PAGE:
However, the family wasn’t sure what to do or whether they could afford care. With special assistance from our Hunting Park Office Manager, a new patient appointment was set up. A Volunteer Chaplain contacted the mom, picked up the family and accompanied them through the entire first appointment, which included the needed immunizations. Without insurance, the sliding scale fees made our care affordable for the family. During the afternoon our Volunteer Chaplain got to know the mom, responded to some parenting problems that were shared, and encouraged her in their mutual Christian faith. This chain of events is living out of what the Apostle Paul wrote about his relationship with the Corinthian church: “And our hope for you is firm, because we know that just as you share in our sufferings, so also you share in our comfort” (2 Corinthians 1:7).


One of our patients shared her thoughts about what Esperanza has meant to her: “For me, it is like having a second home and a second family.”

What impacts you the most about our patient care?
“Due to the COVID virus pandemic and not having insurance initially, the way that Esperanza’s entire team has treated me has been nothing but outstanding—excellent treatment! They are understanding, and I think the thing that really helped me the most is their behavioral health department. I want to tell you something, this treatment has been phenomenal…if I had not had these services through Esperanza, I don’t know how I would’ve made it through. I will say it this way: they always made me feel like I mattered. It didn’t make a difference between which doctor, which nurse, which staff…anybody there served me.”

How would you describe your experience with us?
“I honestly was embarrassed by having to seek therapy, but there has not been a day that I have been with Esperanza where they have made me feel like that. For me, it is like having a second home and a second family.”

“Anyone could tell you just how scared I was as I passed through a difficult time this year. Even after some time had passed since a visit and referral, someone from the behavioral health department still contacted me to make sure that I was okay and to see if there was anything they could help me with. I don’t know where I would be if the team had not been there.”

CHARLES YOUNG, CRNP Prayer With a Patient, Casting Out Fear
As the number of COVID-19 cases across the country continues to increase and our clinic ramps up testing for the virus, the community we serve has been enveloped by fear. It is a fear of the unknown, fear of death, and fear of a loss of control. One of my most eye-opening interactions was after testing one of my patients for SARS-CoV-2 earlier this year. She had explained to me how she was afraid her illness would worsen and that her family would be affected. She had asked for prayer. We prayed together, asking that God would not only protect her and her family from the virus but that during this time of distress and darkness, that God would use the situation to bring her family closer to God, depending and trusting in him more than ever before. That visit and that  interaction has stayed with me, and has served as a reminder to me that whenever I feel like things are hopeless, that I should first and foremost run towards Jesus.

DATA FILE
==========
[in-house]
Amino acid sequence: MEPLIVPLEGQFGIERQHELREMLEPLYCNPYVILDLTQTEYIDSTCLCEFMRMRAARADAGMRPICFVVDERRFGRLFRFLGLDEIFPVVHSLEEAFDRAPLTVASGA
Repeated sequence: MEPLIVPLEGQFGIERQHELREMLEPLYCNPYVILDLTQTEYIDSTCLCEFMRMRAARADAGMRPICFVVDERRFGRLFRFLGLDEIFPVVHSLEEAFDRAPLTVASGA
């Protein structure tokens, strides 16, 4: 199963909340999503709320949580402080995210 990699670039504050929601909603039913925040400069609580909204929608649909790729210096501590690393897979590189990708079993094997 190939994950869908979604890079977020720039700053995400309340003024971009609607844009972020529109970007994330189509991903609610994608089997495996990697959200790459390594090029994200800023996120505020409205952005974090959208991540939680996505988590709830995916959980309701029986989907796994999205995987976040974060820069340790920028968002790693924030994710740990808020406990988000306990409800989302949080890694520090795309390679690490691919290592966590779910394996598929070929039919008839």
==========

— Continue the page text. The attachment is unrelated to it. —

On March 11th, the World Health Organization declared COVID-19 to be a global pandemic, followed by stay-at-home orders in Philadelphia and across the U.S. In response, Esperanza Health Center quickly adjusted to ensure that our patients and community would receive needed care. We provided telehealth patient visits for the first time, implemented COVID-19 testing in Hunting Park and in Kensington, and mobilized to serve our most vulnerable community members through food distribution and other programs. Below are some statistics that highlight the impact we have had in response to the pandemic (through early November 2020):

COVID-19 Tests Performed (patients and non-patients)
Total: 4,187    # of Positive Tests: 743    % Positive: 18%

Total Telehealth Visits Provided
Medical-11,444    Behavioral Health – 6,946    Dental – 928